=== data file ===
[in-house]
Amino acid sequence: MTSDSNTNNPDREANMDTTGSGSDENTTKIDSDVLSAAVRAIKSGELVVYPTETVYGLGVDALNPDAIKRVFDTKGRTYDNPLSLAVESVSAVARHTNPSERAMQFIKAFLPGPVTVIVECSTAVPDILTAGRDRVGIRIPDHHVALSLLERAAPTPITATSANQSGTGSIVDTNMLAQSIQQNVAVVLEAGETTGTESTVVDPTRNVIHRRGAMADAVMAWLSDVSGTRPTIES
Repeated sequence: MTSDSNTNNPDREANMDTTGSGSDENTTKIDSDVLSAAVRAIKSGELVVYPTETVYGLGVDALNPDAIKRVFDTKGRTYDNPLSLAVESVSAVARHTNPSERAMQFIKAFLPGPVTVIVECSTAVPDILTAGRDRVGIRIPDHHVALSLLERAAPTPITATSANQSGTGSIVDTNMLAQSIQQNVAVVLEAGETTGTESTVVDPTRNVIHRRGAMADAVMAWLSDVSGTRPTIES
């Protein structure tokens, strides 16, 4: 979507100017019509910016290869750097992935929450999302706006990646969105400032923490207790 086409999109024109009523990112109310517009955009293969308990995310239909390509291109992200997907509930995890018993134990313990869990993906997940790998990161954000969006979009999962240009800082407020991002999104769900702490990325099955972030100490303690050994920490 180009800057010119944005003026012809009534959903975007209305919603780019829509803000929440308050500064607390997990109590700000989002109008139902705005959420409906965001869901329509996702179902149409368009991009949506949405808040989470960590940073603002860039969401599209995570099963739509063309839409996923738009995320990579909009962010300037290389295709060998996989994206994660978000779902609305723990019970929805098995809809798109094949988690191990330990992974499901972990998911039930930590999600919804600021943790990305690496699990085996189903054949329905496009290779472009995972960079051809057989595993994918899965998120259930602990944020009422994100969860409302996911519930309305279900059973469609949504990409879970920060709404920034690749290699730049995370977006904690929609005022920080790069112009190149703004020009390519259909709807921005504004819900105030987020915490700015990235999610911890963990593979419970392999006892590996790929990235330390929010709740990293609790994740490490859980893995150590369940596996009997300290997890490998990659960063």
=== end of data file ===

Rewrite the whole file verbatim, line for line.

[in-house]
Amino acid sequence: MTSDSNTNNPDREANMDTTGSGSDENTTKIDSDVLSAAVRAIKSGELVVYPTETVYGLGVDALNPDAIKRVFDTKGRTYDNPLSLAVESVSAVARHTNPSERAMQFIKAFLPGPVTVIVECSTAVPDILTAGRDRVGIRIPDHHVALSLLERAAPTPITATSANQSGTGSIVDTNMLAQSIQQNVAVVLEAGETTGTESTVVDPTRNVIHRRGAMADAVMAWLSDVSGTRPTIES
Repeated sequence: MTSDSNTNNPDREANMDTTGSGSDENTTKIDSDVLSAAVRAIKSGELVVYPTETVYGLGVDALNPDAIKRVFDTKGRTYDNPLSLAVESVSAVARHTNPSERAMQFIKAFLPGPVTVIVECSTAVPDILTAGRDRVGIRIPDHHVALSLLERAAPTPITATSANQSGTGSIVDTNMLAQSIQQNVAVVLEAGETTGTESTVVDPTRNVIHRRGAMADAVMAWLSDVSGTRPTIES
């Protein structure tokens, strides 16, 4: 979507100017019509910016290869750097992935929450999302706006990646969105400032923490207790 086409999109024109009523990112109310517009955009293969308990995310239909390509291109992200997907509930995890018993134990313990869990993906997940790998990161954000969006979009999962240009800082407020991002999104769900702490990325099955972030100490303690050994920490 180009800057010119944005003026012809009534959903975007209305919603780019829509803000929440308050500064607390997990109590700000989002109008139902705005959420409906965001869901329509996702179902149409368009991009949506949405808040989470960590940073603002860039969401599209995570099963739509063309839409996923738009995320990579909009962010300037290389295709060998996989994206994660978000779902609305723990019970929805098995809809798109094949988690191990330990992974499901972990998911039930930590999600919804600021943790990305690496699990085996189903054949329905496009290779472009995972960079051809057989595993994918899965998120259930602990944020009422994100969860409302996911519930309305279900059973469609949504990409879970920060709404920034690749290699730049995370977006904690929609005022920080790069112009190149703004020009390519259909709807921005504004819900105030987020915490700015990235999610911890963990593979419970392999006892590996790929990235330390929010709740990293609790994740490490859980893995150590369940596996009997300290997890490998990659960063």